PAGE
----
The chairman of a major wind power company isn't concerned about the low cost of gas hurting demand for renewable energy.
"It's not damaging to the renewable energy sector at all," Tulsi Tanti, chairman of Suzlon Group, told CNBC.com Friday at the World Economic Forum in Davos, Switzerland.
He said lower oil prices were actually helping companies like Suzlon because the logistics around building and transporting materials were less expensive.
Tanti said his competition wasn't oil but power from coal, especially in developing countries like India and China, where Suzlon is expanding. Tanti also said he was targeting the U.S. for growth and that he wasn't worried about declining government subsidies for renewable power.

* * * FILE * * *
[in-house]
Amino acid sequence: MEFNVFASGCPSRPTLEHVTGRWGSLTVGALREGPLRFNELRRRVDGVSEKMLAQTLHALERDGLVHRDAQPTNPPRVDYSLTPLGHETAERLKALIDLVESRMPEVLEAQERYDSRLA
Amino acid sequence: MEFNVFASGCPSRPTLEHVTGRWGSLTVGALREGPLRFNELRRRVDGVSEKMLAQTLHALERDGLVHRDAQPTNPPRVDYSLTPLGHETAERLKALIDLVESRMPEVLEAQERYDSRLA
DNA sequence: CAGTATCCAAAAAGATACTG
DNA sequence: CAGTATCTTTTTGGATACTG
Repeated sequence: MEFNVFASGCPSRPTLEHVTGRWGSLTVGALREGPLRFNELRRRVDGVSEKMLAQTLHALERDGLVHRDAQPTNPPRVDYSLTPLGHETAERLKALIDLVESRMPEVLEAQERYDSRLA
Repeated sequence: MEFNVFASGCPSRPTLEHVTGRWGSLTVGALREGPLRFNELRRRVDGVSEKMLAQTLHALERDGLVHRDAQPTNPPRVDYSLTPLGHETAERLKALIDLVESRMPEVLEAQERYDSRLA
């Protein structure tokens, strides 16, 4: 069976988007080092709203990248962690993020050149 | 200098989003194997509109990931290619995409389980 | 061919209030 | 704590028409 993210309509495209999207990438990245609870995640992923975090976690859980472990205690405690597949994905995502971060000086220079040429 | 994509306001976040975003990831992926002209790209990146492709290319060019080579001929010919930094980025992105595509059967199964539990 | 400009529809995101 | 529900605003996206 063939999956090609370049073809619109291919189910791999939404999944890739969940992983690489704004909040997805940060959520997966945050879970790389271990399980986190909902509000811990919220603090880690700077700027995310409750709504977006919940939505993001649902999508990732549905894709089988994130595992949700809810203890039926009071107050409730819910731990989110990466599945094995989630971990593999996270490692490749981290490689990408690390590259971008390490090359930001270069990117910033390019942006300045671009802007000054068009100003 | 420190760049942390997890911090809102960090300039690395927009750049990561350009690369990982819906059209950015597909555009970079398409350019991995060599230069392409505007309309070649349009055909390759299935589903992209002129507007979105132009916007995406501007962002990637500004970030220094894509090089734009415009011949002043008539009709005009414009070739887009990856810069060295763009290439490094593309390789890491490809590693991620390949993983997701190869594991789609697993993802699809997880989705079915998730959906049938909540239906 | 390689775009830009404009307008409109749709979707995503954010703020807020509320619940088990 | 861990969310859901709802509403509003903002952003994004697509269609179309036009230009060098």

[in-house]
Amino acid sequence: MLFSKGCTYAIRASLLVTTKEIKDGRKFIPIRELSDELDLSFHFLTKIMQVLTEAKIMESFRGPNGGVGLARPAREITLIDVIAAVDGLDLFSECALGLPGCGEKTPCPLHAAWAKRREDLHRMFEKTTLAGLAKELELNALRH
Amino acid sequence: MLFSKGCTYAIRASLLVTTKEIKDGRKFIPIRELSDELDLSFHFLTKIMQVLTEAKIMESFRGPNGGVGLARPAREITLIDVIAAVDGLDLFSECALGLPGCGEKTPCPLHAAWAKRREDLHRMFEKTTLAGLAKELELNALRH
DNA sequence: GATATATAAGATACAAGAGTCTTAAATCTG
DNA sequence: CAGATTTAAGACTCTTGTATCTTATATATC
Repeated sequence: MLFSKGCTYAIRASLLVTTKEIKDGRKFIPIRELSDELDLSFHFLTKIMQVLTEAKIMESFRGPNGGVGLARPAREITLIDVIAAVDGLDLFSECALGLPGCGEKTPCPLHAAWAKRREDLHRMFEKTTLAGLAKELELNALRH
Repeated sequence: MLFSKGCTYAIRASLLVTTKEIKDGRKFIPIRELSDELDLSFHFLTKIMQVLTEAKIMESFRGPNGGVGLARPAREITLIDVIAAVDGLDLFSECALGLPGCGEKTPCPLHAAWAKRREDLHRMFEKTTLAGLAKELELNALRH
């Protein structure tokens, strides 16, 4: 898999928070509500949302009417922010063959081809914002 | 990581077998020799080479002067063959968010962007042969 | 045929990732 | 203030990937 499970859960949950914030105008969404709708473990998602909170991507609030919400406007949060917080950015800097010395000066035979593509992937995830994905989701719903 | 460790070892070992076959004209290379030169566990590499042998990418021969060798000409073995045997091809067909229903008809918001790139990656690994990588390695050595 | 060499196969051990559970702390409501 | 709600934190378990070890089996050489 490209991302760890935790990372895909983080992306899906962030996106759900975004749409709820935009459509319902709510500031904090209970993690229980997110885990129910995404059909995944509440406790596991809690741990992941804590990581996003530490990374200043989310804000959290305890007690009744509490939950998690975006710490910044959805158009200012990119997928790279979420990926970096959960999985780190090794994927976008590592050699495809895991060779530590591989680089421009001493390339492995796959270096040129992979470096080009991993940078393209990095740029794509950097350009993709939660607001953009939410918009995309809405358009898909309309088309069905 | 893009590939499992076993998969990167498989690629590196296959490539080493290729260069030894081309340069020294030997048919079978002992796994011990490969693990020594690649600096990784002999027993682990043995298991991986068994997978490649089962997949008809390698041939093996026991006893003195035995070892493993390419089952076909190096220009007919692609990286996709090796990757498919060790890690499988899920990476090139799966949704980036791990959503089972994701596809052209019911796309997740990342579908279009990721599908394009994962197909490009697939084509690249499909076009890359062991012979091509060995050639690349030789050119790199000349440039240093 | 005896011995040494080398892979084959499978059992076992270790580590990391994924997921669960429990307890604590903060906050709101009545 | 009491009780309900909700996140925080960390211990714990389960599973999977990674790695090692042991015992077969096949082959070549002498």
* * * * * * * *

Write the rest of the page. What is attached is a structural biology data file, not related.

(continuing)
Suzlon recently sold its German unit, Senvion SE, to U.S. private equity firm Centerbridge Partners for $1.1 billion to reduce the parent group's debt burden and facilitate growth, according to a company statement at the time.
Suzlon was founded in 1995 and is based in Pune, India. It is the fifth-largest wind power company in the world with about 14,000 employees and wind turbines in 32 countries on six continents, according to Tanti. Overall, Suzlon has 25,000 megawatts of wind installations.